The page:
By Chris M. Junior
Maybe Posies co-founders Jon Auer and Ken Stringfellow never reached the commercial success they desired or deserved as younger men. But just like one of their primary influences, Big Star (for which Auer and Stringfellow eventually became junior members), they’re fortunate in that plenty of loyal fans have been on board for long stretches of the ride.
Auer and Stringfellow are celebrating 30 years of their musical journey as The Posies in 2018, and this year also marks the 25th anniversary of “Frosting on the Beater,” the Seattle-rooted group’s third album. Appropriately enough, the “Beater” rhythm section of bassist Dave Fox and drummer Mike Musburger is part of The Posies’ current tour, which made a stop at Manhattan’s Bowery Ballroom on June 17.
Smiles, jokes and classic-rock tangents
Even as they close in on their 50th birthdays, singer-guitarists Auer and Stringfellow showed they literally still have a lot of hop to their respective games, executing several jumps and spins during instrumental breaks. There were plenty of smiles, jokes and classic-rock tangents, too: Auer goofing on Fox’s checkerboard shirt (“Cheap Trick called: They want their pattern back”); Stringfellow firing off a series of deliberately bad puns involving second opener Terra Lightfoot’s first name; vocal and/or guitar snippets of Tommy Tutone’s “867-5309/Jenny,” Men Without Hats’ “The Safety Dance” and Rush’s “The Spirit of Radio,” among others.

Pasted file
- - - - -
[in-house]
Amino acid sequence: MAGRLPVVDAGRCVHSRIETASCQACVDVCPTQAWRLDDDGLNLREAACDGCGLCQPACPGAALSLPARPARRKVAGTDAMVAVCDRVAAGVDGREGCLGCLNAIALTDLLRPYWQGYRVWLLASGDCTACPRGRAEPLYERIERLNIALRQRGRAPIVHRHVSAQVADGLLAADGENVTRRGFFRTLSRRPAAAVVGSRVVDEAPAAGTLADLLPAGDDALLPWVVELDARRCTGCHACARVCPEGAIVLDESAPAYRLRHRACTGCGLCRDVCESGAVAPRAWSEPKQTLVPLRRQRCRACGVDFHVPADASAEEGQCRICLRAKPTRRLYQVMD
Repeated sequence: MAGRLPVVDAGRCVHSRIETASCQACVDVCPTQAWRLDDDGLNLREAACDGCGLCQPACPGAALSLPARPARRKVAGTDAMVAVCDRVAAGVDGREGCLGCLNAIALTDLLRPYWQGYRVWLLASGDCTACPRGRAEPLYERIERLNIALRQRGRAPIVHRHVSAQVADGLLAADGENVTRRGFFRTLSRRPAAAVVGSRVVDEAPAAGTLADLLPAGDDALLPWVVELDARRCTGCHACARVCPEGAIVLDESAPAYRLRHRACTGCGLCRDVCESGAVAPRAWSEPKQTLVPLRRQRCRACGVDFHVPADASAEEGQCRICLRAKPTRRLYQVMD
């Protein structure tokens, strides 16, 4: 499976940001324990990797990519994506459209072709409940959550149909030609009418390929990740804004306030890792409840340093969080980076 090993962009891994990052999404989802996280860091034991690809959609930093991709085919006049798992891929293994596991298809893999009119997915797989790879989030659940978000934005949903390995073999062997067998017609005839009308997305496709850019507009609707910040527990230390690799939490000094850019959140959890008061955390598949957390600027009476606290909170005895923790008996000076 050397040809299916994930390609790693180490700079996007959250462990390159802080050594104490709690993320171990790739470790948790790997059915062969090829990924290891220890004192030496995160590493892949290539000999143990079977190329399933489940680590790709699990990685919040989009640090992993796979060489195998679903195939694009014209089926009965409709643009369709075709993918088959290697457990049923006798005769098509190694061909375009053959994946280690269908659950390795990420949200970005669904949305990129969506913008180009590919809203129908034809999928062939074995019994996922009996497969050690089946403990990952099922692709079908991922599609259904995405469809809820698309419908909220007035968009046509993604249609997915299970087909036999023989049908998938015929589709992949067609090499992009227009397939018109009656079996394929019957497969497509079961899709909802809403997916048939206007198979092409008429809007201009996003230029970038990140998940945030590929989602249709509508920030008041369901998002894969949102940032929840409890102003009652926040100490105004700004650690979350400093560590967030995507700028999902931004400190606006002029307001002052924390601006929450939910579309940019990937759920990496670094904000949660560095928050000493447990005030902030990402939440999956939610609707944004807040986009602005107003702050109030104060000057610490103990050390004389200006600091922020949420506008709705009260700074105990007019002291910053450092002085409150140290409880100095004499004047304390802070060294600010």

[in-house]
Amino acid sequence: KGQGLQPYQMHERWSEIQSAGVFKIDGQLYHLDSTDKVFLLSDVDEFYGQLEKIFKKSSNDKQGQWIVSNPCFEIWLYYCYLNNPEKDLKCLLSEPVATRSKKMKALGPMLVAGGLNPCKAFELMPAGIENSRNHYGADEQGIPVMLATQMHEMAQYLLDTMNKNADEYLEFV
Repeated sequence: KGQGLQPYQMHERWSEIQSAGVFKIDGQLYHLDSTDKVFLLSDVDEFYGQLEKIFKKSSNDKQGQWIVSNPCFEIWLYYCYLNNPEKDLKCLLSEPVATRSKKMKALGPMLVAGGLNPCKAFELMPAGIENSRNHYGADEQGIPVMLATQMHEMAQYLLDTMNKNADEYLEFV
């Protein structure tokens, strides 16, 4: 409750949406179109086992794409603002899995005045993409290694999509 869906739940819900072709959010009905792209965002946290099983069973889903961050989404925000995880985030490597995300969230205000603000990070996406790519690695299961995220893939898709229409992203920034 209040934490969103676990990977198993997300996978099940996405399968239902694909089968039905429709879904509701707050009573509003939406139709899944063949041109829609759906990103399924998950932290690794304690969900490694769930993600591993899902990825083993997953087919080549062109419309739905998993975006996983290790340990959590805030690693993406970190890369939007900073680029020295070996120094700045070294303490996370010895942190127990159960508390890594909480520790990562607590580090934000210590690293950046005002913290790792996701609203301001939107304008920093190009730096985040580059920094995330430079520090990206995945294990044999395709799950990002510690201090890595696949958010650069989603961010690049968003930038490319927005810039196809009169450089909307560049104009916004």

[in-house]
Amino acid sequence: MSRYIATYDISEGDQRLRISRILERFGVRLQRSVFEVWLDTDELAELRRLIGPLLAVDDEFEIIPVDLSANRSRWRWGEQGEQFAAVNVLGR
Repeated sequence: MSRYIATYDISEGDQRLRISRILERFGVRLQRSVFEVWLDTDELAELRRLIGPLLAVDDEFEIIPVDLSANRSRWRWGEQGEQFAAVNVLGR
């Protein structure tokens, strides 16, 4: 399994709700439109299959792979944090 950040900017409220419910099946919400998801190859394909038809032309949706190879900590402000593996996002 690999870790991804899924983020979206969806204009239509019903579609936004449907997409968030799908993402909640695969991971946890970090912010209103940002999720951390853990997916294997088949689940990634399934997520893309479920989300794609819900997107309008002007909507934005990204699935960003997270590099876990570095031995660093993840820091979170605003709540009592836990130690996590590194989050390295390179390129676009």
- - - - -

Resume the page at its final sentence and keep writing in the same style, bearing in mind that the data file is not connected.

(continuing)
The silliness carried over at times into their own music, such as when Lightfoot’s bassist and drummer burst onstage to dance along to the “Amazing Disgrace” track “Ontario” (coincidentally, where Lightfoot was raised). The vibe and the guitar tones were more intense and serious on the signature “Beater” songs “Dream All Day,” “Flavor of the Month,” “Love Letter Boxes” and “Solar Sister.” And when The Posies shifted gears to lighter, dreamier fare such as “Golden Blunders” and “Suddenly Mary,” both from 1990’s “Dear 23,” the fans inside the Bowery Ballroom shifted right along with them — all the while staying out late on a Sunday night, appreciating a crafty band’s catalog that others missed years ago in part due to other Seattle-area bands dominating the rock landscape at the time.
The U.S. leg of The Posies’ 30th-anniversary tour continues June 19 in Pittsburgh and will make its way west, wrapping up with a July 7 show in Seattle.